Incidentally, because he had voice problems, Alexander observed the parts that produced his voice and therefore noticed the movements of his head, neck and larynx. It seems he might never have discovered the importance of the relationship between his head, neck and body if his main problem had been somewhere else in his body. Therefore, as this relationship is at the core of the technique, he would probably never have developed the technique!


Because of the stiffness and tension of his neck, ‘Forcing it forward’ did not work very well for Alexander. It would have involved extra effort to overcome the effort and tension of pulling it backwards in the first place. This is why his head so often went back when he thought it was forward. He therefore had to ‘Inhibit’ his desire to ‘put’ his head forward and up or to deliberately realign his body.

Later on, he realised that his desire to recite, or to do or achieve just about anything was undermining him and triggering his old patterns. He therefore had to stop himself or ‘Inhibit’ himself from wanting to do any of them until he got himself into an optimum condition to be able to do them.


In order to get his head to realign more reliably without extra tension or effort, he found it was more effective to ‘Direct’ his head in the right directions, rather than trying to put it there directly.

‘Directing’ for Alexander meant ‘thinking’ of or ‘wanting’ his head to go forward and up without any actual attempt to move it or make it go there.

In effect this meant that the thoughts involved in the habit of pulling it back were superseded by the thoughts of his head going forward and up. This would tend to release the muscles that were pulling it back and it would stimulate the muscles involved in the poise of his head that would send it upward.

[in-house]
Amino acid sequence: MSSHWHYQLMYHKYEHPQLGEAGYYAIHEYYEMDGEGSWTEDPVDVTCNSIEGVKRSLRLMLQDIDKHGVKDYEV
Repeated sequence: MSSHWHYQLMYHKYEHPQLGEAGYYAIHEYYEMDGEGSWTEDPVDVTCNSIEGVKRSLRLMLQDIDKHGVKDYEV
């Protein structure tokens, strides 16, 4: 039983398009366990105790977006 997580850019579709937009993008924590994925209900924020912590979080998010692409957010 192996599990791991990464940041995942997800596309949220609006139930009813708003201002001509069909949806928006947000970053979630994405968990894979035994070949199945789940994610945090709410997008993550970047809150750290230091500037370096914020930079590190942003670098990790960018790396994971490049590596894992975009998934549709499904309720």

It is this ‘Thinking of the condition’ that we want that brings about the postural changes in the technique. There can be no forcing – it only leads to extra effort and tension. We have to patiently wait for the subtler processes of thinking to have their effect.

In time, Alexander came up with a series of ‘directions’ which when he thought them frequently enough, tended to keep him both in a relatively relaxed condition and in good alignment.

End gaining and The means whereby

He realised that his desire to do or achieve something was undermining him. He was trying to achieve his objective directly in his old habitual way, without considering the best way and without following that way through. He called this ‘End Gaining’.

Once he had inhibited, he needed to find a new way of achieving his end without triggering his old habitual responses. He would call this new way his ‘Means Whereby’

By inhibiting his desire to actually move his head to realign it and by only directing it instead, it tended more and more to align itself appropriately. However, this alignment still felt unfamiliar and ‘wrong’, whereas the pulled back position felt ‘right’!

In time he came to understand that he must give up relying on his feeling sensations and just trust his process of simply thinking of the alignment and condition he wanted, whether it felt right or not.

He had in fact developed a reasoned system. As he put it in The Use of the Self:

“I must cease to rely on the feeling associated with my instinctive direction, and in its place employ my reasoning processes, in order
(1) to analyse the conditions of use present;
(2) to select (reason out) the means whereby a more satisfactory use could be brought about;
(3) to project consciously the directions required for putting these means into effect.”

Hence the ‘Means Whereby’ implied the reliable reasoned way of achieving what he wanted

When he was trying to achieve his objective directly in his old habitual way, without considering the best way and without following that way through. He called this ‘End Gaining’.

The Fresh Decision